A former governor of Massachusetts has become the first Republican to challenge President Donald Trump for the nomination for US president in 2020.

William Weld, 73, said in announcing his candidacy that “it is time to return to the principles of Lincoln — equality, dignity and opportunity for all”.

He said, “There is no greater cause on earth than to preserve what truly makes America great. I am ready to lead that fight.”

Mr Weld has accused Mr Trump of leaving the nation in “grave peril” and has said his “priorities are skewed toward promotion of himself rather than for the good of the country”.

While Mr Trump’s overall approval ratings have been poor for much of his presidency, he remains popular with Republican voters.

The Republican National Committee (RNC) in January issued a nonbinding resolution to declare the party’s undivided support for Mr Trump.

The move by Mr Weld makes Mr Trump the first incumbent president since George HW Bush in 1992 to face a notable primary challenge.

Mr Trump’s campaign has taken extraordinary steps in cementing control over the RNC and the broader nomination process as it seeks to minimise the risk of any potential challenger doing the same to the president.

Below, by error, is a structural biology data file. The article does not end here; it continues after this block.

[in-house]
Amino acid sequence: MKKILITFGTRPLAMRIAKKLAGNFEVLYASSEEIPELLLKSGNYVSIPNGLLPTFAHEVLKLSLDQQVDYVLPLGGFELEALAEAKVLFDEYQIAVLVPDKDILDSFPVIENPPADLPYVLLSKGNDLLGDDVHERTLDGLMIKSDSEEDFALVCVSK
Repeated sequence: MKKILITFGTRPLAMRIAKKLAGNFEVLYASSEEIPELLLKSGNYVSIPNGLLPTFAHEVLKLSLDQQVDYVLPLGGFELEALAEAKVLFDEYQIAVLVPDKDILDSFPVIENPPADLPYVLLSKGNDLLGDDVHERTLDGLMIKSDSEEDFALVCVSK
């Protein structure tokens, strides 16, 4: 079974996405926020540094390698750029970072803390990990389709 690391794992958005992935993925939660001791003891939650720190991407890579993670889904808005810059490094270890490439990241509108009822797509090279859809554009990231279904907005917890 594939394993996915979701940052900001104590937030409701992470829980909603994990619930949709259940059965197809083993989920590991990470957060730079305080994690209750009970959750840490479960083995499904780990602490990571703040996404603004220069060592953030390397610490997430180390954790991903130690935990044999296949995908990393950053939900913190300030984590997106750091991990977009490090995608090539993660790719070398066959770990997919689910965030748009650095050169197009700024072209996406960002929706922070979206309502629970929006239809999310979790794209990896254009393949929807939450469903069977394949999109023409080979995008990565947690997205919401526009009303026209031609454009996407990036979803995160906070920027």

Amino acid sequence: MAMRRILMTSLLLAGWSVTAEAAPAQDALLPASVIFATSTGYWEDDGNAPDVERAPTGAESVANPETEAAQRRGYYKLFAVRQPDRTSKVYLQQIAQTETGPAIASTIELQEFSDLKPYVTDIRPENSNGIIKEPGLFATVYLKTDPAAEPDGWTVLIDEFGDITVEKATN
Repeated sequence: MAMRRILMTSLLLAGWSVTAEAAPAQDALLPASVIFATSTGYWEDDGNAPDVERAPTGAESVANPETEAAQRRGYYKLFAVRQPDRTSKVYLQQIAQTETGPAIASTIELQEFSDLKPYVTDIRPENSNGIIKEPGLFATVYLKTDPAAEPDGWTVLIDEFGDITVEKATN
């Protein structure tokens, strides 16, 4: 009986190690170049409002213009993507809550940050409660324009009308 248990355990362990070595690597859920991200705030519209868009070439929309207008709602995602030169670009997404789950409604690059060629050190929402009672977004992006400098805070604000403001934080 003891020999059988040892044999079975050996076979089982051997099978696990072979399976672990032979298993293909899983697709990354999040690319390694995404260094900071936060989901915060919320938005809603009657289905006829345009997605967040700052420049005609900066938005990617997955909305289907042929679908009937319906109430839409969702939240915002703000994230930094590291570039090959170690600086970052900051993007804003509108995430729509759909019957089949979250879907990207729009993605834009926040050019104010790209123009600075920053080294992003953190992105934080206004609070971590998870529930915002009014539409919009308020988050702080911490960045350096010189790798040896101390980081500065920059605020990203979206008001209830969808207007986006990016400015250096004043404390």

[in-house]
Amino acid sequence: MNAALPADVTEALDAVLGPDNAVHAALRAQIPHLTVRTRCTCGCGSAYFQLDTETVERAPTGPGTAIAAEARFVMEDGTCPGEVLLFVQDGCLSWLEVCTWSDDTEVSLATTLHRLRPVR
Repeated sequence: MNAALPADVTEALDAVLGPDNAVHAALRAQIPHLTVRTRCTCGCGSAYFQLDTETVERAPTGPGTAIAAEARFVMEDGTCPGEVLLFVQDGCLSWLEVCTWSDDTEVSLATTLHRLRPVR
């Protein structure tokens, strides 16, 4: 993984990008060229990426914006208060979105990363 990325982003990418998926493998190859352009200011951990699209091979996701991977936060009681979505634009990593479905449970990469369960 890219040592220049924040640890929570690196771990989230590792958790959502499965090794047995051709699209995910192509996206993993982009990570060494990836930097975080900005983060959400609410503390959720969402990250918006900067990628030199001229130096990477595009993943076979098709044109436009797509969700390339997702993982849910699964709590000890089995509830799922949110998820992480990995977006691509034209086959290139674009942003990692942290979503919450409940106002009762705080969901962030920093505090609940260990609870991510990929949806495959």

Donald Trump remains popular with Republican voters (Andrew Harnik/AP)

His campaign recently reported raising 30 million dollars in the first quarter of this year, while Democrats are raising less money than in previous cycles.

Fiscally conservative but socially liberal, Mr Weld is known for an unconventional, at times quirky, political style and a long history of friction with the party he now seeks to lead.

Mr Weld endorsed Democrat Barack Obama over Republican nominee John McCain in 2008, later saying it was a mistake to do so, and has enjoyed a decadeslong friendship with the Clintons, which began early in his career when he served alongside Hillary Clinton as a lawyer for the House Judiciary Committee during the Watergate proceedings.

With little in the way of organisation or outside money, and at odds with a majority of Republican voters who solidly support Mr Trump, Mr Weld’s longshot campaign will target disaffected Republicans and independents who share his disdain for the president and embrace libertarian values of small government, free trade and free markets, and personal freedom.

Despite a pledge to libertarians that he would remain loyal to the party going forward, Mr Weld on January 17 walked into the clerk’s office of the Massachusetts town where he lives and re-registered with the Republican Party, adding to speculation that he would challenge Mr Trump in the primaries.

Mr Weld has not won a political race since being re-elected governor by a landslide in his heavily Democratic state in 1994.

He was first elected to the office in 1990, defeating a conservative Democratic candidate, and quickly became one of Massachusetts’ most popular governors in recent history.